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OSHO Online Library   »   The Books   »   Walk without Feet, Fly without Wings and Think without Mind
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Chapter 2: First Taste Your Own Being

The policeman was walking his beat when he saw two men fighting and a little boy standing alongside them crying, “Daddy, Daddy!”

The officer pulled the two men apart and, turning to the boy, asked, “Which one is your father, lad?”

“I don’t know,” the boy said, rubbing the tears from his eyes, “That’s what they’re fighting about.”

Do you really know who God is? You don’t know even who you are - how can you know who God is? You have not even become acquainted with the closest reality - that is beating in your heart, that is breathing in you, that is alive in you - and you are thinking to become acquainted with the totality of existence? The infinite, the vast, the eternal? And you have not even been able to have a taste of your own being. You have not even tasted a single drop of the sea, and you want to taste the whole sea?

And you never go to the sea! You go to the scriptures. You never go to the sea - you go to the priests. And then you create belief, and the belief comes out of your fear, not out of your love, not out of your knowing, not out of your experience - it simply comes out of your fear. You believe because alone you feel afraid; because you are childish, you want somebody to hang on to, to cling to. You need a father-figure! so that you can always look up to him, so that you can always throw the responsibility, so that you can always cry and weep and remain helpless.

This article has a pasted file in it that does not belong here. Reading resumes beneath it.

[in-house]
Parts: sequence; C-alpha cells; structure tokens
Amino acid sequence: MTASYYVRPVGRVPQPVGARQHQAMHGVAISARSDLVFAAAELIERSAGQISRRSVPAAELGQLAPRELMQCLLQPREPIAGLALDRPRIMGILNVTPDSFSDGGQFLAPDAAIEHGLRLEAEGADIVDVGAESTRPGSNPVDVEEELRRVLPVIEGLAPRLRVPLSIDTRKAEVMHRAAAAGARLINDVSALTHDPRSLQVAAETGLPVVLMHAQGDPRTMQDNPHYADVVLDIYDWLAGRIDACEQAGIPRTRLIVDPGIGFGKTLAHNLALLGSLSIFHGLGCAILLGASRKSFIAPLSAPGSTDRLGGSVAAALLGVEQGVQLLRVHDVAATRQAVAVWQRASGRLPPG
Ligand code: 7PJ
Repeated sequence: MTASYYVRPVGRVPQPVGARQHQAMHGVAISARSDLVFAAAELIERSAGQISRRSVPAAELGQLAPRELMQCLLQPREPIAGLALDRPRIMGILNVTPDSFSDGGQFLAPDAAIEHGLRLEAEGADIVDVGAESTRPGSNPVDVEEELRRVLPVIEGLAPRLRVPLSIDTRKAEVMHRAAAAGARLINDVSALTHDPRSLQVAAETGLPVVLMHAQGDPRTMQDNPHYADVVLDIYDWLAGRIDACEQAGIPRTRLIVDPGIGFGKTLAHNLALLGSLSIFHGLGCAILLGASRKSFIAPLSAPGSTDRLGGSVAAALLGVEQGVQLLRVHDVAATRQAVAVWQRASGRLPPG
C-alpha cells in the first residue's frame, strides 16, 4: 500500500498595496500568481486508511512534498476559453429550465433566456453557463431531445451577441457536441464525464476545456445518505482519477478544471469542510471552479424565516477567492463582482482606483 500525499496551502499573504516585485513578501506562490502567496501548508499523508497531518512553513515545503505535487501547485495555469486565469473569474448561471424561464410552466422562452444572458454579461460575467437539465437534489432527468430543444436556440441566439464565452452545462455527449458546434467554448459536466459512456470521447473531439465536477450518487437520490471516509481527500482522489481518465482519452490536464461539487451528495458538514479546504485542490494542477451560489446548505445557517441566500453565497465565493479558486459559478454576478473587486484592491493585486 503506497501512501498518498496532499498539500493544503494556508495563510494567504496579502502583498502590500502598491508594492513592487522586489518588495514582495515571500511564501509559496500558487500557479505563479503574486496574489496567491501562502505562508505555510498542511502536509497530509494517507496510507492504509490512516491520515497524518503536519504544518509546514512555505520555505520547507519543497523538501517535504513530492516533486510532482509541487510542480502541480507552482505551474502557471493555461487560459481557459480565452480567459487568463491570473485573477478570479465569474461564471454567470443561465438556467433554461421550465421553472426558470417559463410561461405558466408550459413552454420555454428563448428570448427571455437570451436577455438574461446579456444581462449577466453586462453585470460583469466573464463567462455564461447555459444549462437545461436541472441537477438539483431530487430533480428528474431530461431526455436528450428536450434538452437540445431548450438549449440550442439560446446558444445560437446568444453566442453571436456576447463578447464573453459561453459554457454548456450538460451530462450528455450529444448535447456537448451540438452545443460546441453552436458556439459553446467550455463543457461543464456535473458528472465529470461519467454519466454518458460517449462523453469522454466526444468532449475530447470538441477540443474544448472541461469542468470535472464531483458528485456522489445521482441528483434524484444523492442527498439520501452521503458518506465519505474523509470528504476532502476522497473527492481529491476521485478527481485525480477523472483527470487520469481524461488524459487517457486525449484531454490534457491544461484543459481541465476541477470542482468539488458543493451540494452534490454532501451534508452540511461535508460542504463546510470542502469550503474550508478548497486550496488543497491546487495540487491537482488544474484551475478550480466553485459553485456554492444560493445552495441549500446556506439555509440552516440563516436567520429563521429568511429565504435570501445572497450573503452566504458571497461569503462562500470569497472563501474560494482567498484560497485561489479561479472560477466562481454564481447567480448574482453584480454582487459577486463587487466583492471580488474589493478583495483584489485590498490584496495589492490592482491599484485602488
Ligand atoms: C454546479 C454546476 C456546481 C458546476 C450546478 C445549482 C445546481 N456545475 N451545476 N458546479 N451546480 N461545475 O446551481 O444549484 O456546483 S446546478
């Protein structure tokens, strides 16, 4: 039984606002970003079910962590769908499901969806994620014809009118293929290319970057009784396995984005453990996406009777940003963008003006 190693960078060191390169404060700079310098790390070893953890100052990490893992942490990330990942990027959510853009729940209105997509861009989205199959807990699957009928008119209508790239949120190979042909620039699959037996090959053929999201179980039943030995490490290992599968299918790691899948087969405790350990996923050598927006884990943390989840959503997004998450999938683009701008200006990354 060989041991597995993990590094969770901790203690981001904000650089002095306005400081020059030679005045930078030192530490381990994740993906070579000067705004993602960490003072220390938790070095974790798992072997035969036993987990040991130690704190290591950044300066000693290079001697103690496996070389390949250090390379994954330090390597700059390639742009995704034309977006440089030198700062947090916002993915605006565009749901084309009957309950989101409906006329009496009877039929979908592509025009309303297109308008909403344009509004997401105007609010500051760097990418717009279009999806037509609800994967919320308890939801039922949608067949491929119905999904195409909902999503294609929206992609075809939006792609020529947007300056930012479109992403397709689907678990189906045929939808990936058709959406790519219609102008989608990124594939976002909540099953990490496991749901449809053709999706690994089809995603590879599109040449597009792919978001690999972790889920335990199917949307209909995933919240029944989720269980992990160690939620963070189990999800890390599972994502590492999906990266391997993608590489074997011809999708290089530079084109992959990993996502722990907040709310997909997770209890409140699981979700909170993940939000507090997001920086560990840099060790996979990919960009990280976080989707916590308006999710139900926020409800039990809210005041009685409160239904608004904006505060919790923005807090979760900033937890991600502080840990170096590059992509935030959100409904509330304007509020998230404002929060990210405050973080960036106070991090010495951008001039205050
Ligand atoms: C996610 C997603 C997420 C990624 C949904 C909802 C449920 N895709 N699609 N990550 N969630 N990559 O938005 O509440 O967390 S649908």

It is out of your fear that you have created God. And a God created out of fear is ill, it is pathological. It will not bring you well-being: it will make you more and more pathological.

The so-called religious man is almost pathological; he is neurotic. Go to the monasteries, look around with open eyes, and you will be simply surprised that in the name of religion a thousand and one kinds of pathologies are practiced. People don’t become healthy and whole - they become more and more helpless, more and more frightened, more and more eccentric. Of course, their neurosis is such that it is respected.

Freud is right when he says that religion is a collective neurosis. I agree with him. The so-called religious are neurotic. If a single person behaves in that way, you will think he is mad; but if a big crowd behaves in that same way, you think it is religious.

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